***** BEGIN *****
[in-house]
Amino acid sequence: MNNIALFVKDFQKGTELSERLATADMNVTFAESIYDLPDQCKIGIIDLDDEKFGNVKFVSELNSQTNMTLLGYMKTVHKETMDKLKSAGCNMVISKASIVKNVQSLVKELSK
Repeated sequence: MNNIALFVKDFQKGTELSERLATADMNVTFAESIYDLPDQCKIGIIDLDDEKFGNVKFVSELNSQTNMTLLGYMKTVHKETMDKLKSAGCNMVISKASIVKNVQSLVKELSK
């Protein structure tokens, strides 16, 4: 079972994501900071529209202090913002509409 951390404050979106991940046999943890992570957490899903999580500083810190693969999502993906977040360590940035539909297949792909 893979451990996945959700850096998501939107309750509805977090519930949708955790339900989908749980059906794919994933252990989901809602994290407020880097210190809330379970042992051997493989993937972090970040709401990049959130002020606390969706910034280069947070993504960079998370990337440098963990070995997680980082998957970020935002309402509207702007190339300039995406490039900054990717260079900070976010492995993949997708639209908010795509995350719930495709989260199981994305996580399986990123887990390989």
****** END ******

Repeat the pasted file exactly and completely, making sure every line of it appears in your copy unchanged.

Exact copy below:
[in-house]
Amino acid sequence: MNNIALFVKDFQKGTELSERLATADMNVTFAESIYDLPDQCKIGIIDLDDEKFGNVKFVSELNSQTNMTLLGYMKTVHKETMDKLKSAGCNMVISKASIVKNVQSLVKELSK
Repeated sequence: MNNIALFVKDFQKGTELSERLATADMNVTFAESIYDLPDQCKIGIIDLDDEKFGNVKFVSELNSQTNMTLLGYMKTVHKETMDKLKSAGCNMVISKASIVKNVQSLVKELSK
């Protein structure tokens, strides 16, 4: 079972994501900071529209202090913002509409 951390404050979106991940046999943890992570957490899903999580500083810190693969999502993906977040360590940035539909297949792909 893979451990996945959700850096998501939107309750509805977090519930949708955790339900989908749980059906794919994933252990989901809602994290407020880097210190809330379970042992051997493989993937972090970040709401990049959130002020606390969706910034280069947070993504960079998370990337440098963990070995997680980082998957970020935002309402509207702007190339300039995406490039900054990717260079900070976010492995993949997708639209908010795509995350719930495709989260199981994305996580399986990123887990390989």